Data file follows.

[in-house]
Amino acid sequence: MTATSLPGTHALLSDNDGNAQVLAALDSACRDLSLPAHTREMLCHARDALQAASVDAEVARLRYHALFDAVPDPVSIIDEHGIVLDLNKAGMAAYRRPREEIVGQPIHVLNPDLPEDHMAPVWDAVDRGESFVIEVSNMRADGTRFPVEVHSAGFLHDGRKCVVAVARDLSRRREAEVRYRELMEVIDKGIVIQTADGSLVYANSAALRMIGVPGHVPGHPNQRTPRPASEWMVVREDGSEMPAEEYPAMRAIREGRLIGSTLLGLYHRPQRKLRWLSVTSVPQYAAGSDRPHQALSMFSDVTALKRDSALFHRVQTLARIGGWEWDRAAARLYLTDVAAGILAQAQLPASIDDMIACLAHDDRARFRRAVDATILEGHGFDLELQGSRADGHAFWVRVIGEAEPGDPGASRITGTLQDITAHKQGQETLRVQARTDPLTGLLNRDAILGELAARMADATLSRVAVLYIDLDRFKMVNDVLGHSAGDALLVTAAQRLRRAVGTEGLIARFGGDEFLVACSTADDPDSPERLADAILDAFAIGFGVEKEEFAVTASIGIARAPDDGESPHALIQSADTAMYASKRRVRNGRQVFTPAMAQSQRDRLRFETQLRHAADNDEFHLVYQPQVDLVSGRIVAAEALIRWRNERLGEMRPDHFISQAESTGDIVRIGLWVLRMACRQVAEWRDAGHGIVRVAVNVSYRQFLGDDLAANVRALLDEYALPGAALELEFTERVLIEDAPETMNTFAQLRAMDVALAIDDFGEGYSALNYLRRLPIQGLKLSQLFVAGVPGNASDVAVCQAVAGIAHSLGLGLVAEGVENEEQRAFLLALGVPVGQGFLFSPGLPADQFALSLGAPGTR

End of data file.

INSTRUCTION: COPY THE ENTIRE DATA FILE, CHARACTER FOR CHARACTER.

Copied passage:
[in-house]
Amino acid sequence: MTATSLPGTHALLSDNDGNAQVLAALDSACRDLSLPAHTREMLCHARDALQAASVDAEVARLRYHALFDAVPDPVSIIDEHGIVLDLNKAGMAAYRRPREEIVGQPIHVLNPDLPEDHMAPVWDAVDRGESFVIEVSNMRADGTRFPVEVHSAGFLHDGRKCVVAVARDLSRRREAEVRYRELMEVIDKGIVIQTADGSLVYANSAALRMIGVPGHVPGHPNQRTPRPASEWMVVREDGSEMPAEEYPAMRAIREGRLIGSTLLGLYHRPQRKLRWLSVTSVPQYAAGSDRPHQALSMFSDVTALKRDSALFHRVQTLARIGGWEWDRAAARLYLTDVAAGILAQAQLPASIDDMIACLAHDDRARFRRAVDATILEGHGFDLELQGSRADGHAFWVRVIGEAEPGDPGASRITGTLQDITAHKQGQETLRVQARTDPLTGLLNRDAILGELAARMADATLSRVAVLYIDLDRFKMVNDVLGHSAGDALLVTAAQRLRRAVGTEGLIARFGGDEFLVACSTADDPDSPERLADAILDAFAIGFGVEKEEFAVTASIGIARAPDDGESPHALIQSADTAMYASKRRVRNGRQVFTPAMAQSQRDRLRFETQLRHAADNDEFHLVYQPQVDLVSGRIVAAEALIRWRNERLGEMRPDHFISQAESTGDIVRIGLWVLRMACRQVAEWRDAGHGIVRVAVNVSYRQFLGDDLAANVRALLDEYALPGAALELEFTERVLIEDAPETMNTFAQLRAMDVALAIDDFGEGYSALNYLRRLPIQGLKLSQLFVAGVPGNASDVAVCQAVAGIAHSLGLGLVAEGVENEEQRAFLLALGVPVGQGFLFSPGLPADQFALSLGAPGTR